Tuesday, January 26, 2010

C. Vinson: Winner - 2009 Sara Aull Student Paper Award

In December 2009, NCSLA announced the winner of the 2009 Sara Aull Paper Award at their Annual Banquet.

The Sara Aull Paper Award is awarded annually to recognize the best student paper of publishable quality relating to special libraries. The winner of the Sara Aull Student Paper Award receives the following:
  • A $1000 cash prize, to be presented at the NCSLA annual banquet Dec. 3, 2009 at Biaggi's in Cary, NC
  • An abstract of his/her paper published on the NCSLA Web site and distributed through NCSLA Communicates!, the Chapter newsletter.
This year's winner is C. Vinson, a graduate student in the Library Science program at UNC-Greensboro.

Vinson's paper, titled: Social Tagging for Special Libraries, received the award based on the following criteria:
  1. Originality
  2. Relevance to the field of special librarianship
  3. Usefulness of the topic to special libraries
  4. Professionalism of presentation
  5. Research and support
  6. Clarity of expression
  7. Overall quality of the paper, publishable on the NCSLA website

Here is an abstract of this year's winning paper:

“Social tagging" allows users to apply their own metadata, words or phrases, to a collection of photos, websites, scientific articles, books, or other items.Unlike traditional library subject headings, social tags tend to have a flat structure with multiple tags for the same concept or multiple concepts in the same tag, better resembling natural rather than formal categories. They inherit their structure directly from users rather than through catalogers as intermediaries, a feature of interest to libraries dealing with specialized audiences and collections. Studies of social tagging in practice indicate that under optimal conditions it can perform as well as traditional methods of information retrieval, but that more often that it performs worse; however, social tagging combined with other tools can perform better than either the other tools or social tagging can in isolation. Case studies for audiences similar to those of most special libraries suggest it may offer as much to them as to more generalized audiences. Research also indicates that the problem of user incentives is surmountable. The complexity of pricing and the diversity of options makes it impossible to answer in general whether social tagging is worth the investment, but promising early results suggest special libraries should consider exploring it.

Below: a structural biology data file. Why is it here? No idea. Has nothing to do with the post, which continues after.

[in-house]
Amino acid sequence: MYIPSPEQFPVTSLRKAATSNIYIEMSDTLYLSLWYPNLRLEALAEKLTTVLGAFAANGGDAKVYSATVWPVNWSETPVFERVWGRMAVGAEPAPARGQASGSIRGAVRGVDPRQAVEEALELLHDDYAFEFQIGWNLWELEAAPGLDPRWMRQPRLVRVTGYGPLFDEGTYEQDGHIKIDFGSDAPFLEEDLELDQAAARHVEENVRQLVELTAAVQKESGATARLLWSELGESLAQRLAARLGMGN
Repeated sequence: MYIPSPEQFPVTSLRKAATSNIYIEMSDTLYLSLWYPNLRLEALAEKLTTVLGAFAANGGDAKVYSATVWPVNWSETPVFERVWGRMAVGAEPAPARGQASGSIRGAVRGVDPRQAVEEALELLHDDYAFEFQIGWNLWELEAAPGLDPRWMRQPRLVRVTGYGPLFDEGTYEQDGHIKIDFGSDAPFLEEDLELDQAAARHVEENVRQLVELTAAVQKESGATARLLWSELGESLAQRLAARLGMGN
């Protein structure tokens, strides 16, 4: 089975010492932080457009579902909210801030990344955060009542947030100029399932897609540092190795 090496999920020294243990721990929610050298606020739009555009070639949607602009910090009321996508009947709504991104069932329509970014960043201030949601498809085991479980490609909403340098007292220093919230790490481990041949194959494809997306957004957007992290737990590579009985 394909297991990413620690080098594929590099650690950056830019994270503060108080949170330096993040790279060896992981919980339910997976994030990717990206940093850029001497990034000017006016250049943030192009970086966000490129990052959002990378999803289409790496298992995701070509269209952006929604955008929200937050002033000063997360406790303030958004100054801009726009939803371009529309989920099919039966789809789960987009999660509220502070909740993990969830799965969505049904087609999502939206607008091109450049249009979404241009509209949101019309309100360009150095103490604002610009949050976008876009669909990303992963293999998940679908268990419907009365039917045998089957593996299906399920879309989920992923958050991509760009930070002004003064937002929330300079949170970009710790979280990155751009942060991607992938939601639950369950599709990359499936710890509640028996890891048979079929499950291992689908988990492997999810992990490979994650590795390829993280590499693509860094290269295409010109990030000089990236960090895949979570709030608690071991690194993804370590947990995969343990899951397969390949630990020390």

This award was initiated in 1981 to honor Sara Aull who served as editor of the NCSLA Bulletin from 1975 to 1981. Sara had been an active member of the Special Libraries Association from 1952 (then as Science Librarian at the University of Houston in Texas) until her death in January 1998 in Landis, NC. In 1973 Sara Aull received the honor of being inducted into the SLA Hall of Fame.